Downloadable in-game content is a main focus of Microsoft's strategy heading into the next-gen console war. These microtransactions, as they are called, let gamers expand their experience, sometimes for a nominal fee.
Xbox Live Arcade games have been a huge success for Microsoft, as have picture packs and themes for gamers' profiles and Xbox 360 dashboards. However, in-game content hasn't exactly exploded onto Xbox Live Marketplace. Kameo was given a winter-themed costume for $2.50, some free cars are available for Ridge Racer 6, and new content for Perfect Dark Zero and Project Gotham Racing 3 has been announced, but little else has shown up.
Today adds one more to the mix. As promised earlier, horse armor for use in The Elder Scrolls IV: Oblivion is now available for download. The file adds some protection for characters' mounts, as well as makes them look pimped out like a medieval version of a customized 1975 Impala. The download costs 200 Marketplace points, or $2.50.
Those shocked at the horse armor's sticker price aren't alone. The debate over the pricing of microtransactions has heated up and is in full swing on Internet message boards. While many think that paying for downloadable content is a good idea, gamers are divided by the item's value versus its cost.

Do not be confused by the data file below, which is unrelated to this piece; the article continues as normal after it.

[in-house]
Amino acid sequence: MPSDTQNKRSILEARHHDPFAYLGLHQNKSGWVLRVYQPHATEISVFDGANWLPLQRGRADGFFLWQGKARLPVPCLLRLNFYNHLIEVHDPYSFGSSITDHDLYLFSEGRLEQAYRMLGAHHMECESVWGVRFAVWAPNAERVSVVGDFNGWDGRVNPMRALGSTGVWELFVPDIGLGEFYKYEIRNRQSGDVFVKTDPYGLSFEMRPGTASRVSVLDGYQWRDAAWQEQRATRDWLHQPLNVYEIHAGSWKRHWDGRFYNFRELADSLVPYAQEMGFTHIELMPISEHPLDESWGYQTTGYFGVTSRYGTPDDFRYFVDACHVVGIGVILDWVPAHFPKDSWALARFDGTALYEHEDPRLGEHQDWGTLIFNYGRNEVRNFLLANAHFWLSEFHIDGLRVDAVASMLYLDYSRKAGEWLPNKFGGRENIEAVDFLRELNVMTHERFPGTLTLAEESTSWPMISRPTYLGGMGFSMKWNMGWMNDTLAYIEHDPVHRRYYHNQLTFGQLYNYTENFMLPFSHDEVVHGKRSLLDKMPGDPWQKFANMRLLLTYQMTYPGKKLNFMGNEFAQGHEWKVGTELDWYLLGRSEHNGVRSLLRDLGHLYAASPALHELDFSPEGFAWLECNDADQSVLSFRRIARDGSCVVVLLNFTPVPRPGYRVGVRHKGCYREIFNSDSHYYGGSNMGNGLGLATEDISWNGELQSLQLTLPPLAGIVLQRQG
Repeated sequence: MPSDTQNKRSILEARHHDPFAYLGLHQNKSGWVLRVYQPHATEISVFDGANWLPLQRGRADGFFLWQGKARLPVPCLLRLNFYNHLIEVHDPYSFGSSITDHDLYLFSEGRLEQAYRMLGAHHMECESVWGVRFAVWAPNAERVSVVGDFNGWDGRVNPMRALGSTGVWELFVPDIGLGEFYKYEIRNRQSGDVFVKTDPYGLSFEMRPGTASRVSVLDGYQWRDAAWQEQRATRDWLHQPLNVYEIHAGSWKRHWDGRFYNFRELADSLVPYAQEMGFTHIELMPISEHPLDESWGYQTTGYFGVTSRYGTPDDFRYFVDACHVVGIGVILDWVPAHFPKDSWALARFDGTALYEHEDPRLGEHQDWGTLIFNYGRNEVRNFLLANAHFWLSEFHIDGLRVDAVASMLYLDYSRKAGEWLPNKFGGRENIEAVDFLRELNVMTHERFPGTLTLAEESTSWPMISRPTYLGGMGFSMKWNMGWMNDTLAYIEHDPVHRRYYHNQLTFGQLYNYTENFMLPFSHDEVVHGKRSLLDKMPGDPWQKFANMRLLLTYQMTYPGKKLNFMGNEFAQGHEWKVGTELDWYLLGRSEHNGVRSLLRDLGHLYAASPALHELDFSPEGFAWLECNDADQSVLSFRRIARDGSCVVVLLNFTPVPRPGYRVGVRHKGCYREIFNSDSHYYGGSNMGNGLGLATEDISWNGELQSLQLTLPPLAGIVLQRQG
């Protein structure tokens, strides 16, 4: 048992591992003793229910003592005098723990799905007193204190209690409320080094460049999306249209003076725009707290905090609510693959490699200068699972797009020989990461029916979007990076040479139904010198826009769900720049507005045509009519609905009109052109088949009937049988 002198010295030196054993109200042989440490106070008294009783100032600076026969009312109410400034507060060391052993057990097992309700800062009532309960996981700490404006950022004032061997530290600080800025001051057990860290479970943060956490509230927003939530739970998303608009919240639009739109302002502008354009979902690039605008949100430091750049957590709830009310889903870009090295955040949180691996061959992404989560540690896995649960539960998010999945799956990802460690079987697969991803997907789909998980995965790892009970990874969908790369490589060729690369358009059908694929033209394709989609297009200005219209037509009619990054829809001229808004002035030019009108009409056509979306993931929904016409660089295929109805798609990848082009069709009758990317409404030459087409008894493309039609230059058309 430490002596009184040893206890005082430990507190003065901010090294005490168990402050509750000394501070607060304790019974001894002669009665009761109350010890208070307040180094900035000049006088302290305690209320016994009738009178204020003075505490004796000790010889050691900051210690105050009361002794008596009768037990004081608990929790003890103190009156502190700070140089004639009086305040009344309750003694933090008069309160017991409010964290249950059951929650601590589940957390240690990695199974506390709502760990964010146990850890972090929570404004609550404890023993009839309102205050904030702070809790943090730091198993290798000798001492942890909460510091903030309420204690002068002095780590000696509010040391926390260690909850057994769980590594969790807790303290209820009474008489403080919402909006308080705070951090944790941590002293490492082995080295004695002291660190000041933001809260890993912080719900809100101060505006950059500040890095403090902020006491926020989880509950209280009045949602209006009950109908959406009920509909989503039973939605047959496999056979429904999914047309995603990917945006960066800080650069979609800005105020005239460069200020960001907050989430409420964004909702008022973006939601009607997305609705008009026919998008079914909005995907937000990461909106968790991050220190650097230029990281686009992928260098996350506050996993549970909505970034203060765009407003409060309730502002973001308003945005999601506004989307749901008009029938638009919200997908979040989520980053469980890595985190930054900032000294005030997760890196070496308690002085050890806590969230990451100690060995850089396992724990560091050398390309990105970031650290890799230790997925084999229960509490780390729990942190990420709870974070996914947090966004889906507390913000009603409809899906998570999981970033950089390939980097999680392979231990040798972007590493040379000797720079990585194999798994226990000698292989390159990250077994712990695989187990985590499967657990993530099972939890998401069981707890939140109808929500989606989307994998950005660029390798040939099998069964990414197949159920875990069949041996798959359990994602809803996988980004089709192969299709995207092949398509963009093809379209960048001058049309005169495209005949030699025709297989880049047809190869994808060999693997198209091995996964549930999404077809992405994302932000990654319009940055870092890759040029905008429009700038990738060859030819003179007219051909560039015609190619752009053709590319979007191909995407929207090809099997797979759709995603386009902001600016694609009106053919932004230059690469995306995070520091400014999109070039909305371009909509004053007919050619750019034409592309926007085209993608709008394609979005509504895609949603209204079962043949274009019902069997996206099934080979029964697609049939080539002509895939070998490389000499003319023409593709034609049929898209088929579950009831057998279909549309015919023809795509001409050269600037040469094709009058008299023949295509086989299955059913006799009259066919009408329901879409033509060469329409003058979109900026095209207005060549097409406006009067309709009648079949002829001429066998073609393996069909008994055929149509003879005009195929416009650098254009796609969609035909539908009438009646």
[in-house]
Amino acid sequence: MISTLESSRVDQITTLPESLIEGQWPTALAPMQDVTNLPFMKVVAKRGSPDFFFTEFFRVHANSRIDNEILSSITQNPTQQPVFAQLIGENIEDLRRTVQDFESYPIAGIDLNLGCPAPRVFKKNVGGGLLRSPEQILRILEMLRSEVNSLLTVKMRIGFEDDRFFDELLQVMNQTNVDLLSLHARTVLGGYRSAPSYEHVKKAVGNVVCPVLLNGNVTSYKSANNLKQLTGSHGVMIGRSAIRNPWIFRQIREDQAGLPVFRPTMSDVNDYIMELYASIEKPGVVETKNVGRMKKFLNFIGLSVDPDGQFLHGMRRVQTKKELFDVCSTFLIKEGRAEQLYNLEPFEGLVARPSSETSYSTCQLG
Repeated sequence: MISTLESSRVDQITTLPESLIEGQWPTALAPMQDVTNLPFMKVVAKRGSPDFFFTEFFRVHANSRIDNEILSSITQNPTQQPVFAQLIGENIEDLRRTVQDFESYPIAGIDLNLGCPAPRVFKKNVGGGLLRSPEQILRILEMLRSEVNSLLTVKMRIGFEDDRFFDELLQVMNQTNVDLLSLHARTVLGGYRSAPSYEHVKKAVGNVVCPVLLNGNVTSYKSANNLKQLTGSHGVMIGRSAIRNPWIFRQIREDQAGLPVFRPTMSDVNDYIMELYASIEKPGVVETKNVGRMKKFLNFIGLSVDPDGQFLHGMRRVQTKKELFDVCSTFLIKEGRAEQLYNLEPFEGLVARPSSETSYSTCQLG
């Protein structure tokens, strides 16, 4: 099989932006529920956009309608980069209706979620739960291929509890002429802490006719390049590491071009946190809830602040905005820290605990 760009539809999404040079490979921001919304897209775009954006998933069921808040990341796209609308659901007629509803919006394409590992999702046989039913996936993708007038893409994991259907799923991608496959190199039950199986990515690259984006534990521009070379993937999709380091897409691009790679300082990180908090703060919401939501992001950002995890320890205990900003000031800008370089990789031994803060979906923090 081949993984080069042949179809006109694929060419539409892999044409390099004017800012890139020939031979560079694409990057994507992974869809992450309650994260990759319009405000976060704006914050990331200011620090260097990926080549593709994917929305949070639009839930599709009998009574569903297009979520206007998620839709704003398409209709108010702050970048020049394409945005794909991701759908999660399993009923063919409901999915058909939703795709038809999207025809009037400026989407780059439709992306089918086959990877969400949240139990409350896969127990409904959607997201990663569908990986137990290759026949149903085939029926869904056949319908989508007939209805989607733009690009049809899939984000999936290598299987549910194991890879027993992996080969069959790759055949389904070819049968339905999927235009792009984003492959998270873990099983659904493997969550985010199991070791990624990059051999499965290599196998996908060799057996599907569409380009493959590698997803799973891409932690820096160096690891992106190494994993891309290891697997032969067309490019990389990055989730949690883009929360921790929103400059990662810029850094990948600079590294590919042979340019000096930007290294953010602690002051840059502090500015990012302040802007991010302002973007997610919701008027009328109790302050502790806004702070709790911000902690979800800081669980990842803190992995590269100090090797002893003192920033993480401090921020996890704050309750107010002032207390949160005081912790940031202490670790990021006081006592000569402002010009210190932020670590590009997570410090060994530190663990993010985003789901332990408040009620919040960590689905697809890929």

Says "Mtpgamer," a GameSpot forum poster, "I agree that small stuff like that SHOULD be free, but in this day and age it's unlikely that we'll get a lot of 'free' content. If you are into the game as much as I am, you're going to shell out the $ for downloads. Microsoft knows this...so the best we can hope for is that it will be free (unlikely) or inexpensive (as is the case here)."
"ReverieDLM" finds the price insulting. "This is not a matter of it being expensive in the grand scheme of things. This is not a matter of it being a requirement to buy. It's a matter of basically spitting in the consumer's collective face. Something like horse armor is a trivial addition to the game. Xbox 360 owners already paid more for the game than PC owners, charging [Xbox 360 owners] for something that is then free on the PC is an absolutely disgusting disregard for the consumer. Bethesda should be ashamed of it."